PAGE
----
Not too long ago, I received an e-mail from a public relations firm representing Toyota, saying that they wanted to lend Stone World one of their Toyota Tundra trucks for review. As a quasi-construction magazine, Stone World has been placed on many periodical lists used by public relations firms, and as such, we get a lot of misdirected e-mail from “mainstream” construction-related companies. Since I couldn’t discern a relationship between Toyota trucks and the stone industry, I chalked this e-mail up to Stone World’s presence on some sort of list, hit the “delete” button, and went on with my day.
Earlier this year, I made my annual trip to Brazil for the Vitória Stone Fair, which has very quickly developed into one of the most important international stone fairs in the world. As I walked the show floor and met with the exhibitors on hand, the overall feeling was a bit different than the past few years. Although the pace in the exhibit hall was brisk, and containers of slabs were certainly being purchased at a solid rate, many owners of Brazilian stoneworking plants cautioned me that the rapid growth they enjoyed over the past few years has slowed down a bit in recent months. It hasn’t exactly plateaued, but the 20 to 30% growth rates seem to be less common than before.
I was thumbing through an issue of The New York Daily News the other day, and my heart sank when I saw a headline that read “KILLED BY MARBLE SLABS.” I went on to read that Xavier Minchala-Cardenas, a 19-year-old immigrant from Ecuador, was stacking slabs in a Queens, NY, stone shop when several of the slabs toppled over, pinning him underneath. Although six New York firefighters and several shop workers were able to pull him from the rubble, he died from his injuries a few days afterward.
Every spring, Major League Baseball heads to Arizona and Florida for Spring Training. And while much of the talk there is obviously about baseball, the ritual also gives rise to “human interest” stories about the ballplayers - particularly the non-superstars, who get enough press during the regular season.
Back in January, I traveled to Austin, TX, to visit a friend of mine (and to get a little work done). When I got off the plane, the business portion of my trip started pretty much as usual. I visited a granite countertop fabricator in the area and talked about the CNC machinery, bridge saws, edging machines, etc. they use in their day-to-day operations. I took some photos of their equipment in action, looked at some finished countertops and called it a day. It was the continuation of our magazine’s goal and mission to provide our readers with “real life” examples of the stone fabrication sector, providing practical information on countertop production in the field.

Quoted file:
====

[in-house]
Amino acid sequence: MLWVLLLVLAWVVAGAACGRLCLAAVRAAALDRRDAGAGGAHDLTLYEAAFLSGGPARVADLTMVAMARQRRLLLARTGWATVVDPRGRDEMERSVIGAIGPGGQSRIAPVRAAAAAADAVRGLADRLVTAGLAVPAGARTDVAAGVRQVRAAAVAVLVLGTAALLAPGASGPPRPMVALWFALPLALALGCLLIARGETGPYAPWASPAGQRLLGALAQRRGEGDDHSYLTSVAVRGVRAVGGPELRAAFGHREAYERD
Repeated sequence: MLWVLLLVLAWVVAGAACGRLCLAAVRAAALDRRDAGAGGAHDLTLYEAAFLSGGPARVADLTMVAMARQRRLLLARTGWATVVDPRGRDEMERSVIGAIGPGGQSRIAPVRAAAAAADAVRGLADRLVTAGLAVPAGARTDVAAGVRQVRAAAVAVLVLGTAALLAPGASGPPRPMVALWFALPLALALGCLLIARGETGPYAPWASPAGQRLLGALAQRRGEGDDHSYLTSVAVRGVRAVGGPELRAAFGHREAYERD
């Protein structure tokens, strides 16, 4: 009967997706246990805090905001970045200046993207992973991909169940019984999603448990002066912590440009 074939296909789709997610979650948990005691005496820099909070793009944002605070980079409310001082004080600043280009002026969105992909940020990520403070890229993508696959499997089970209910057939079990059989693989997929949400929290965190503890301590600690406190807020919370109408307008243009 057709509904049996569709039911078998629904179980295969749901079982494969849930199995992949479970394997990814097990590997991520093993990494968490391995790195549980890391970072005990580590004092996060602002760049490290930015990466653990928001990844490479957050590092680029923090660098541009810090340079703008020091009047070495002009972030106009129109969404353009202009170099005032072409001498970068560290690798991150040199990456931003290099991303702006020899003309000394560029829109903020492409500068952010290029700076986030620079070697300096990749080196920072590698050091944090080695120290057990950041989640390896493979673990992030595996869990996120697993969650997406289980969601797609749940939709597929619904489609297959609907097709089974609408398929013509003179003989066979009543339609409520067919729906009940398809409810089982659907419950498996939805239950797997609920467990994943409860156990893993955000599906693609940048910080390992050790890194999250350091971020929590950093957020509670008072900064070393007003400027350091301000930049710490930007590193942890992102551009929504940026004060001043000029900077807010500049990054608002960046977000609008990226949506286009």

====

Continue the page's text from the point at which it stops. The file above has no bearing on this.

Park Industries introduces the Destiny® XE CNC Stonecenter, which has been engineered to increase production capabilities with automatic changing of 50 tools. Users can route and edge straight or decorative radius shapes on 1- to 6-cm stone with just one easy set-up, the company reports.
I have been on many boards and committees during my years at Stone World, and while they have all been important, and I feel like we achieved some worthwhile goals, no group has the potential to do as much good for the stone industry as the Natural Stone Council (NSC).
A year and a half ago, VIC International, with its engineering and manufacturing joint venture associate, Schubert Environmental Equipment, sought to address the problem of adequate water treatment for stone fabricators without “over costing the problem” with ultra high efficiency water cleaners.
In this issue of Stone World, check out content about an office tower in Vancouver, British Columbia, Canada, which straddles the city’s business and fashion districts. Also read about Tab India, which is another recognized stone producer from India. Through the years, the company has invested heavily in its quarrying and fabrication operations.